“A world free of malaria”: this is the vision carried by the World Health Organization (WHO) in the Global technical strategy and targets for malaria 2016–2030 [1]. The targets are as follows: (i) to reduce malaria incidence and mortality by at least 90% by 2030, (ii) to eliminate the disease in at least 35 new countries, and (iii) to prevent its re-establishment in countries that were free of malaria in 2015. In the Americas, the number of malaria cases has been relatively constant over the past 10 years, from 814,000 in 2010 to 929,000 cases in 2018; but the epidemiological changes have been very different from one country to another [2, 3]. While the number of cases has decreased down to 75% in several countries, it has increased in Peru, Guyana, Nicaragua, and Venezuela [3] (Fig. 1). Despite these challenges, malaria elimination is feasible: Paraguay was the first to be declared malaria free in the region of the Americas in 2018, followed by Argentina in 2019. Worldwide, among the 21 countries contending for elimination in 2020, seven are located in the Americas, including Suriname [2, 4] (Fig. 2). To achieve this goal, any human population at risk for malaria should be considered, including the most remote and neglected ones such as gold miners. What do we know about the situation of malaria in gold mining areas in the Amazon region? What are the related challenges in the malaria elimination framework in the Americas?

Fig. 1
figure 1

Decrease in malaria morbidity by countries of the Americas, 2007–2017 (PAHO [3])

Fig. 2
figure 2

Malaria by Annual Parasite Index (API) at the second administrative level in the Americas, 2017 (PAHO [3])

This review aims to provide an update of the situation of malaria in gold mining areas and to discuss the different strategies that can be implemented in each specific context. PubMed, SciELO, and Google Scholar databases were queried for any article published between January 1, 2014, and December 31, 2019, with keywords “Malaria,” “gold,” “mine,” “Amazon,” and “America.” This search was then completed with data from the National Surveillance Systems, when available (sources: WHO, PAHO, Ministries of Health (MoH)). All countries and territories belonging to the Amazon region that reported malaria cases in gold mining areas over the same time period were considered, namely Brazil, Colombia, Guyana, French Guiana, Peru, Suriname, and Venezuela, even though the mining areas themselves might not all be located strictly in the Amazon forest.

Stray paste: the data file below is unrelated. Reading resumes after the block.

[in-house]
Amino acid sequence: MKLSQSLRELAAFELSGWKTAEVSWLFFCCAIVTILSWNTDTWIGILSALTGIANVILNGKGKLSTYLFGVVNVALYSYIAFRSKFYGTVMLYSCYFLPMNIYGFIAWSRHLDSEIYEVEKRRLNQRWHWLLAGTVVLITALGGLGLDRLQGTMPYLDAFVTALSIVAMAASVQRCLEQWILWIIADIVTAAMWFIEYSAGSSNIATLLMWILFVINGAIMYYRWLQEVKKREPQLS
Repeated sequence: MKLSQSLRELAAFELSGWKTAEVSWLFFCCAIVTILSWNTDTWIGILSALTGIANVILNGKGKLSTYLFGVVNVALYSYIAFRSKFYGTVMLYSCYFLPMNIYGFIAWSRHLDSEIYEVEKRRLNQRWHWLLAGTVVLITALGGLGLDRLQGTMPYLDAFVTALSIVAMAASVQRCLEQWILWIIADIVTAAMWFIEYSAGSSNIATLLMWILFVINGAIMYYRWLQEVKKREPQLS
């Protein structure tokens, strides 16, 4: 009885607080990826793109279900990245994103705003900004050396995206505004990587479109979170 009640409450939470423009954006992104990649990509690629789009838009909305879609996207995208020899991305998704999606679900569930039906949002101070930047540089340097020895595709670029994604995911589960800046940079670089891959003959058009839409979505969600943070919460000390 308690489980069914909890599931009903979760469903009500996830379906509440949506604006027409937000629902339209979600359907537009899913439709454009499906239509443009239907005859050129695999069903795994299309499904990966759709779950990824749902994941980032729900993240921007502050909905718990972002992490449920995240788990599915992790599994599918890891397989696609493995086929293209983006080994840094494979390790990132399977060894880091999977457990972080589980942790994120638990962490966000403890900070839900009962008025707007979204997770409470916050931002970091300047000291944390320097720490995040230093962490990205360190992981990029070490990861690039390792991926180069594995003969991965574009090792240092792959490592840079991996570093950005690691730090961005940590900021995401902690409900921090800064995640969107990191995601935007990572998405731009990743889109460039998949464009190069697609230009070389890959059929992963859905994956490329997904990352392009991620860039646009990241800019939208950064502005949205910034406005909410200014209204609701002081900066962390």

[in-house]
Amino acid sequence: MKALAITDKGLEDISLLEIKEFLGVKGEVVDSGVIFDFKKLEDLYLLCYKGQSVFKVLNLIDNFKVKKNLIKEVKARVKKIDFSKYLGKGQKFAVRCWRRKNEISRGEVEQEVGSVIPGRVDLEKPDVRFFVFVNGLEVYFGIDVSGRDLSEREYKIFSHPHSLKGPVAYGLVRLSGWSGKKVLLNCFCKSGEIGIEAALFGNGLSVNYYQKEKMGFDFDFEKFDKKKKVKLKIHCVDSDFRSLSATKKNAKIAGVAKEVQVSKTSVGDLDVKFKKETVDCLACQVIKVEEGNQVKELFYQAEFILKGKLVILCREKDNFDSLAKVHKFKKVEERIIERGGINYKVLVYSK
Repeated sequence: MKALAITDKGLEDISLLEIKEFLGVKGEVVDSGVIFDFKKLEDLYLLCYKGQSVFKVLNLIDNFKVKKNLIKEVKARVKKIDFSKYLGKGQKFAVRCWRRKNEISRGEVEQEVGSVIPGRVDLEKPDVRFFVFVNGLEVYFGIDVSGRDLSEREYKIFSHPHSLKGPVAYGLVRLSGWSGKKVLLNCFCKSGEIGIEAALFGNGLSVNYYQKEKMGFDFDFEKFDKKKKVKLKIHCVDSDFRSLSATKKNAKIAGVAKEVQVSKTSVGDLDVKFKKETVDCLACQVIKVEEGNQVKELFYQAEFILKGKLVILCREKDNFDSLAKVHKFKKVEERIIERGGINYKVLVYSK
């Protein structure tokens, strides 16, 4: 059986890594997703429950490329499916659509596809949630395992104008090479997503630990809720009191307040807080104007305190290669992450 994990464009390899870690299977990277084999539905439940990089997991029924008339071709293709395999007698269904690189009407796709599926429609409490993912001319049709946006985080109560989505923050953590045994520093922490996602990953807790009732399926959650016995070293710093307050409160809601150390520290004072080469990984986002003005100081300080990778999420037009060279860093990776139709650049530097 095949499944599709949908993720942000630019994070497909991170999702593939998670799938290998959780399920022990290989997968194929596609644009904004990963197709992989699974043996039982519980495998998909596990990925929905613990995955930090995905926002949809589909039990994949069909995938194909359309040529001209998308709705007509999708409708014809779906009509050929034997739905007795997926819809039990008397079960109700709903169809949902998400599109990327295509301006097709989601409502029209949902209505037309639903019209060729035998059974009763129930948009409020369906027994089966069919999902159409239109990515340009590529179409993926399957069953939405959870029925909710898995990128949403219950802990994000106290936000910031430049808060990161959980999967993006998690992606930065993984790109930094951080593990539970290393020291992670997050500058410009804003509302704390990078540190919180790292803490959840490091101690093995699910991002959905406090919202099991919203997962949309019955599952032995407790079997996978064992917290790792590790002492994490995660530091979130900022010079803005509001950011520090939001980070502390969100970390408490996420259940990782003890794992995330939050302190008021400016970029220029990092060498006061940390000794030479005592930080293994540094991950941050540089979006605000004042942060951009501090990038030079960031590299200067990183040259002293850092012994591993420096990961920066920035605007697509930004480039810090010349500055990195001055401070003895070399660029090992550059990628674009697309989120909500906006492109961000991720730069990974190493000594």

Gold Mines in the Amazon: Context and Health Impact Diseases

The Amazonian subsoil is rich in gold, especially in the Guiana Shield. While this wealth can be a factor of economic growth, the exploitation of this subsoil generally benefits few people and has large negative effects on the environment, society, and health [5].

The socioeconomic situation of gold mining in the Amazon is heterogeneous. The administrative status—legal versus illegal—depends on the economic policy of each country and generally correlates with the exploitation type and with the size of the mines. The small-scale gold mining mainly refers to “mining that is labor intensive, makes use of simple (including artisanal) technology and limited mechanization, […] mostly informal” [6]. Legal exploitation is more industrial. The proportion of these two mining statuses varies greatly from one country to the other (Table 1) [7,8,9,10,11,12,13,14,15,16,17].

Table 1 Status of mining activities and miners with regards to malaria burden among Amazonian countries